Transforming a disused department store in the Rhondda Valley into an enterprise hub, identifying local construction suppliers in Neath Port Talbot that could deliver packages of work under £25k, and developing an app that links businesses that need each other’s skills are just three of the 27 Valleys based projects that will share more than £2.2 million from the Welsh Government to test new ways of growing the everyday parts of the economy.
Deputy Minister for Economy, Lee Waters and Deputy Minister for Housing and Local Government, Hannah Blythyn visited the former Co-op store in Tonypandy to see how the Rhondda Housing Association scheme which has been awarded £100,000 will see the vacant premises renovated with the aim of revitalising the high street.
The funding boost comes from the Valleys Taskforce’s contribution to the Welsh Government’s Foundational Economy Challenge Fund, which aims to improve the way the local economy works in order to address the feeling reflected in the EU referendum that parts of Wales are being left behind.
Today’s announcement focuses on 27 Valleys based projects out of 50 experimental projects across Wales that are being announced in the coming weeks to trial different approaches to local economic development. Wales is the first country in the world to embrace the ‘Foundational Economy’ approach, which is being taken up by cities and regions across the world.
The Foundational Economy is made up of the everyday goods and services we all use and need.
Luke Takeuchi, CEO of Rhondda Housing Association said:
“We are delighted that Welsh Government has supported our bid as part of the challenge fund to support the Foundational Economy.
“We plan to regenerate this key area of Tonypandy’s town centre and the foundational economy principles form a key part of our strategic thinking for the project. We have invested in this site as we feel there is genuine potential to better utilise local skills and creative ideas to develop a vibrant mixed-use site that will improve the health, wellbeing and prosperity of local people.
The Valleys Taskforce has been working closely with businesses, employers and individuals in the region to make them aware of the types of support and opportunities available to them to boost their financial sustainability.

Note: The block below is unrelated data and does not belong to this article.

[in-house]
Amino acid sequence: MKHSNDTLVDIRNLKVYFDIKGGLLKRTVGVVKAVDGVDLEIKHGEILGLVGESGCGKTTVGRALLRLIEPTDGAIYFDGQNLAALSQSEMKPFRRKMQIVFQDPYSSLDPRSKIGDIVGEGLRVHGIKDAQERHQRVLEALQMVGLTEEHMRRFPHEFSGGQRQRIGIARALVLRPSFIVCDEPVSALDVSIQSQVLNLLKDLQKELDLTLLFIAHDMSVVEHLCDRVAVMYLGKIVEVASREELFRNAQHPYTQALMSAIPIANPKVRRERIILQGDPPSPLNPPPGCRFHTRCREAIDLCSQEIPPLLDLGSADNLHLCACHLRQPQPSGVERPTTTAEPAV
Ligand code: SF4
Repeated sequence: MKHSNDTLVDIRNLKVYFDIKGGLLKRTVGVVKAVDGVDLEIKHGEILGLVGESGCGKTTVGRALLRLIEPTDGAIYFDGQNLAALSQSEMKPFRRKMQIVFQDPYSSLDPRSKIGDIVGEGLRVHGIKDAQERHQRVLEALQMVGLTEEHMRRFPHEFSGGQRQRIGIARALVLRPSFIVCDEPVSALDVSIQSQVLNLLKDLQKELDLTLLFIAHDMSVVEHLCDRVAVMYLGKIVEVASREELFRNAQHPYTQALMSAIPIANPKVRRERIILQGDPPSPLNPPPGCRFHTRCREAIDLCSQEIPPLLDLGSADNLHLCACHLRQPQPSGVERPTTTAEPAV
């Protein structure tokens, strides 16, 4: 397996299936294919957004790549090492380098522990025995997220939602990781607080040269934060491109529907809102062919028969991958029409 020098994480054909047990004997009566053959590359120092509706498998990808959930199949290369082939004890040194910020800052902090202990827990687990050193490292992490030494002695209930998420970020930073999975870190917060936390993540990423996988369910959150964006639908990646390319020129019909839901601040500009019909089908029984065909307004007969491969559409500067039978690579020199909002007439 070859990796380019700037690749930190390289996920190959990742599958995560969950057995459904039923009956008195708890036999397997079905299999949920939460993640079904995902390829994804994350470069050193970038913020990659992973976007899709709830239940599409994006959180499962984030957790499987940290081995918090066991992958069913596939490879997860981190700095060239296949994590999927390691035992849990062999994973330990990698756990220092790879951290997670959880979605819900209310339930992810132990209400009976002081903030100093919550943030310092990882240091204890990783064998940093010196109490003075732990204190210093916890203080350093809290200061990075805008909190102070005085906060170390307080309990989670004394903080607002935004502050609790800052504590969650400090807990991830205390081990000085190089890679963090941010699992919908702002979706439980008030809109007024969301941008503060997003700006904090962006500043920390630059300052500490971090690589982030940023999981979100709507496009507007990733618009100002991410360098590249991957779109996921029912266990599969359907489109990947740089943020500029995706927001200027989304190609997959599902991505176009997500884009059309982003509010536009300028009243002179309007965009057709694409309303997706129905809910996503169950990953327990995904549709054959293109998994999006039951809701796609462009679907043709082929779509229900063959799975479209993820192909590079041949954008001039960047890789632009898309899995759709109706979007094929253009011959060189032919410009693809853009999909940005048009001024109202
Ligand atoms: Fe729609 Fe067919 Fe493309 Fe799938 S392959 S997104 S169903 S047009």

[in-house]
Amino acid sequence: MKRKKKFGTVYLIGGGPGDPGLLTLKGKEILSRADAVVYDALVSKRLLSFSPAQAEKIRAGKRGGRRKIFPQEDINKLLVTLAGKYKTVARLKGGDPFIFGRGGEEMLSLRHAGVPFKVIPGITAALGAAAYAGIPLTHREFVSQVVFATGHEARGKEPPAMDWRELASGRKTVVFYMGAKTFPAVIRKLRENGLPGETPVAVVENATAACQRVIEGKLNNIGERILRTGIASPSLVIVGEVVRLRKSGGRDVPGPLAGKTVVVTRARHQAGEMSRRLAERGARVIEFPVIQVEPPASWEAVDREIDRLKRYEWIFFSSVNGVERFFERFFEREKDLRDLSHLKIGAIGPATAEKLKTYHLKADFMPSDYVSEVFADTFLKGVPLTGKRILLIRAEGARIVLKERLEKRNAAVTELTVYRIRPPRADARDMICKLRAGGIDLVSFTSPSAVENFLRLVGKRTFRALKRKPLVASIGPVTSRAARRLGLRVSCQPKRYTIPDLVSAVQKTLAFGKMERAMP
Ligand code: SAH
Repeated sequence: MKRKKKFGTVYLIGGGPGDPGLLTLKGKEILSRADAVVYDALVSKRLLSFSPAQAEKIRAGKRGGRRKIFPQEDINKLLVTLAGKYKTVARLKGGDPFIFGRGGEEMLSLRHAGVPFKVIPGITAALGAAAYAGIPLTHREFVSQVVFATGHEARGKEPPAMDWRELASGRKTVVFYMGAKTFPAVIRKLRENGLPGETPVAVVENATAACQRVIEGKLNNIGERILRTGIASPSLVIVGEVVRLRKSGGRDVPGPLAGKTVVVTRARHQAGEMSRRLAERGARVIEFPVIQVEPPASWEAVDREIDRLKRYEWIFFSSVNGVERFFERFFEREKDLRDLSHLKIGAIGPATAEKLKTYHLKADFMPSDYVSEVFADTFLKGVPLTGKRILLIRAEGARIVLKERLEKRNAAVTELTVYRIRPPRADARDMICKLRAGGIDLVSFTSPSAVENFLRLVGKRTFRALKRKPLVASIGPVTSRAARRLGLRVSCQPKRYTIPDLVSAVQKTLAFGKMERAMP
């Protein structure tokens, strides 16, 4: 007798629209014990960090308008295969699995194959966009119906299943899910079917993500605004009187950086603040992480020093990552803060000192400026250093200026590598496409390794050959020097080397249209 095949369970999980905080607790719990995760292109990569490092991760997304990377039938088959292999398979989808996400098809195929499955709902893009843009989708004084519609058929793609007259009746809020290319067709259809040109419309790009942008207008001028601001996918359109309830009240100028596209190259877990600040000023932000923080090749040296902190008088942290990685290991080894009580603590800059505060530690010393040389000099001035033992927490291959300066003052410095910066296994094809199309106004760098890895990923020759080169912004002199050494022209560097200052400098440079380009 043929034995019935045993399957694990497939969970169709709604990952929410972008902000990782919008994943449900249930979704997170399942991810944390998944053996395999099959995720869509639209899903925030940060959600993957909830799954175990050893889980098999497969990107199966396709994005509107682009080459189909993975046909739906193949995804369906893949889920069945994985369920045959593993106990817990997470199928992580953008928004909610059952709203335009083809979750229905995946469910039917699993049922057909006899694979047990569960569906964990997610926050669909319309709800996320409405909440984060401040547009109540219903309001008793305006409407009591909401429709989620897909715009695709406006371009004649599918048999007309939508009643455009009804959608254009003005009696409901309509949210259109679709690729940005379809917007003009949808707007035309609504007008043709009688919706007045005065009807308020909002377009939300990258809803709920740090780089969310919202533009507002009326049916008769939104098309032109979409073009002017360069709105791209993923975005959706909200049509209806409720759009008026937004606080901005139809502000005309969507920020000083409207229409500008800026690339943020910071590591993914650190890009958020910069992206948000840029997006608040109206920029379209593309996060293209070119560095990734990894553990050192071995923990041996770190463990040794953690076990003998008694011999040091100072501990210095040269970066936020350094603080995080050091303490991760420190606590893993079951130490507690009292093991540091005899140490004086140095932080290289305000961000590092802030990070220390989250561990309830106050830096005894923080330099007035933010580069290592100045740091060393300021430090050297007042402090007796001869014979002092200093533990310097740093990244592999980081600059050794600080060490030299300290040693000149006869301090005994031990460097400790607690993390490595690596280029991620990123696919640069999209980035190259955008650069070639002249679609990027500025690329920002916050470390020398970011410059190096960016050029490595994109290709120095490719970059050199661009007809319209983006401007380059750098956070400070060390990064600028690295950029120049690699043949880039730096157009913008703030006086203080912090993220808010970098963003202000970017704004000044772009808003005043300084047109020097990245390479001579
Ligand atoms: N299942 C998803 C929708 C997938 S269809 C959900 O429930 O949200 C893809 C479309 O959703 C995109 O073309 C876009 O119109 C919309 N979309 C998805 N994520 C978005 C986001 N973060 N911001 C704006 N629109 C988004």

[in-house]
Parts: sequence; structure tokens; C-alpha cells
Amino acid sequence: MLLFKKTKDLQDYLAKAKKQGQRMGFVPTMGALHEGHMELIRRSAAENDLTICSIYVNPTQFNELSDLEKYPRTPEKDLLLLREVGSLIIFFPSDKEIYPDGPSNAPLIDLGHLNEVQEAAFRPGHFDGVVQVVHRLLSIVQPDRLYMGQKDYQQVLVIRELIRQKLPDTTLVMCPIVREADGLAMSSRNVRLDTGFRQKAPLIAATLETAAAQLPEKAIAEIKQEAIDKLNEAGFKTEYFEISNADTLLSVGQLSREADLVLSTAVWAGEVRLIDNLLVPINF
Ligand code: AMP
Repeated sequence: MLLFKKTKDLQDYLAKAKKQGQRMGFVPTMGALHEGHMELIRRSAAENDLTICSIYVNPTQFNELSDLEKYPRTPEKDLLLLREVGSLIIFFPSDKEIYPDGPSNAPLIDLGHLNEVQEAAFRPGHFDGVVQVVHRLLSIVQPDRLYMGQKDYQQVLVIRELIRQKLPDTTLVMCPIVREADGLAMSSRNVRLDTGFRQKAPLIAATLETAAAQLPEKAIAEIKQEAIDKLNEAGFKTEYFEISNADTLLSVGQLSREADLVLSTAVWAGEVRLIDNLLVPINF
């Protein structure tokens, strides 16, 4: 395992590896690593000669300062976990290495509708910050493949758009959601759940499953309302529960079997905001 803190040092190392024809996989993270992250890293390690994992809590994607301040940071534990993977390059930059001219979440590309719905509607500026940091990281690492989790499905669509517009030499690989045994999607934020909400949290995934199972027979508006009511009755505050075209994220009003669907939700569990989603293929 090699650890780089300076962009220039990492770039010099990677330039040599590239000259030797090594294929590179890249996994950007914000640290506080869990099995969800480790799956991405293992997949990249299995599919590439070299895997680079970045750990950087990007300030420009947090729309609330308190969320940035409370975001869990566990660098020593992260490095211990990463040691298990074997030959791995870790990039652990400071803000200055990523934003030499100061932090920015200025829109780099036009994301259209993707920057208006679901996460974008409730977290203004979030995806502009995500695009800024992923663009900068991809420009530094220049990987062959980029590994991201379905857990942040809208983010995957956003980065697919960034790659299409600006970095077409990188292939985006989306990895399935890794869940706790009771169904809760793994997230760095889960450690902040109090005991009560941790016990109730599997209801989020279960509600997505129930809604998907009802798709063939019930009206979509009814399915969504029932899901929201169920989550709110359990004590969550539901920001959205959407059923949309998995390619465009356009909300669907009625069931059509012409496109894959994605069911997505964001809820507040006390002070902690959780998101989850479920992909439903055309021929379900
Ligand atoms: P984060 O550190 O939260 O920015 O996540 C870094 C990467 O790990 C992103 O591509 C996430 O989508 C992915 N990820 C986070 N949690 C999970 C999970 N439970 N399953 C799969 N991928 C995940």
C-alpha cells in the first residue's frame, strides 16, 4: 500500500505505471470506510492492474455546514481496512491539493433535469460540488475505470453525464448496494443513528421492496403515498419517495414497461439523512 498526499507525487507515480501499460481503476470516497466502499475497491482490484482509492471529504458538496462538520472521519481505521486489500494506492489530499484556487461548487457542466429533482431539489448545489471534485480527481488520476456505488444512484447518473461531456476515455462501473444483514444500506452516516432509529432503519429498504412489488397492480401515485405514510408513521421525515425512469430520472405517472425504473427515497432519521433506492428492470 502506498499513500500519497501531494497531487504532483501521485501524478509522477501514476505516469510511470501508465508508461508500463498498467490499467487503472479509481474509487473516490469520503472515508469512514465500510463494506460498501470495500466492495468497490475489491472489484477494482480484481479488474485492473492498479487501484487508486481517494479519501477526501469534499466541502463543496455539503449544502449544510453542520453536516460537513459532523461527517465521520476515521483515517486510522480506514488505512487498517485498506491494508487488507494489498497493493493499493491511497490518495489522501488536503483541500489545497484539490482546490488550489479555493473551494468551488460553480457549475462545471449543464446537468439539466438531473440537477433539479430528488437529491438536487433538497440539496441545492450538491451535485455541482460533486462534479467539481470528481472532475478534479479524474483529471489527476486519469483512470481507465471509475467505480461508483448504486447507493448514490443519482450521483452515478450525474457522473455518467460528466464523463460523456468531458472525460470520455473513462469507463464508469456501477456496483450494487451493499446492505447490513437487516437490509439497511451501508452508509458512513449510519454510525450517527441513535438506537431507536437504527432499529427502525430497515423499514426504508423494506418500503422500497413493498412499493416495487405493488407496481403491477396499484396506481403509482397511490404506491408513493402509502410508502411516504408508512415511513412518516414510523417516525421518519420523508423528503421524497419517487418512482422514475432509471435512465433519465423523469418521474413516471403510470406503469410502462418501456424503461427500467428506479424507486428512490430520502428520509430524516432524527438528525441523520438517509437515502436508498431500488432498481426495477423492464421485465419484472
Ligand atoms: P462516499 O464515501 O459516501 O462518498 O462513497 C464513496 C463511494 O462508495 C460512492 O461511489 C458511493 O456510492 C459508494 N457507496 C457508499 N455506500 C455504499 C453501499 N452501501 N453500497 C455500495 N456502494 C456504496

As a result of the demand and quality of applications, the Foundational Economy Challenge Fund’s budget for the whole of Wales has been almost trebled to around £4.5 million, this includes support from the Valleys Taskforce. Businesses and enterprises were able to apply for up to £100,000 of project funding.
Lunax Digital in Caerphilly has also been awarded £100,000 to develop an App which allows users to swap time and skills. The app could be used, for example, to bring together two businesses who need each other’s skills and rather than set a price for the work they agree to swap each other’s time to achieve their aims.
Francesca Irving, Lunax Digital Managing Director said:
“Our app, Swapp, started off as a hypothetical and recreational project undertaken as part of the Caerphilly Hackathon earlier this year. We were delighted to have been chosen as the winning team for the day, but even more thrilled to have been asked to officially submit our project to Welsh Government to be considered for funding.
“Getting the go ahead on this project is a real blessing, as supporting start-up businesses is something we are hugely passionate about and currently weave into our own businesses, as is supporting deprived communities and enabling everyone to fulfil their potential, no matter the circumstance.
Following the visit to Tonypandy, Deputy Minister for Economy Lee Waters said:
“Investing more than £2.2 million in these projects is a clear demonstration of our commitment to Valleys communities and perfectly complements our ambitions as set out in Our Valleys, Our Future.
“Supporting the Foundational Economy, which is also made up of many small and medium sized businesses, is a key priority for Welsh Government and accounts for one in every four jobs in the South Wales Valleys. We know how important this part of the economy is to livelihoods and the future of our towns and villages, which is why we have trebled the amount available through the fund for projects across Wales.
“The 27 schemes being awarded funding in the Valleys have the potential to make a real difference to people’s lives. From projects aimed at bringing vacant buildings back into use as seen in Tonypandy, to supporting social care initiatives to developing walking routes to attract people to the region – the Foundational Economy Challenge Fund is all about delivering positive changes.
“The Fund is also part of our response the dissatisfaction some communities expressed through the referendum and the wider challenges and uncertainty of Brexit. As a government, we are committed to supporting our communities, to safeguarding and creating jobs and to building economic growth that we all want to see.
Deputy Minister for Housing and Local Government, Hannah Blythyn said:
“It’s been great to visit Tonypandy today to see how Welsh Government investment is helping bring a disused premises back into use for the benefit of local people.
“We recognise the challenges facing local people and local businesses in Tonypandy as they work to create a town centre which is an attractive, vibrant place for people to live, work and visit.
“This funding will help to create job opportunities and increase footfall which will be important in contributing to the local economy.
“We are committed to revitalising areas to promote economic growth that benefits our towns and communities. I look forward to seeing this investment support the area to grow and flourish.
More information about the projects awarded funding can be found on the Business Wales website.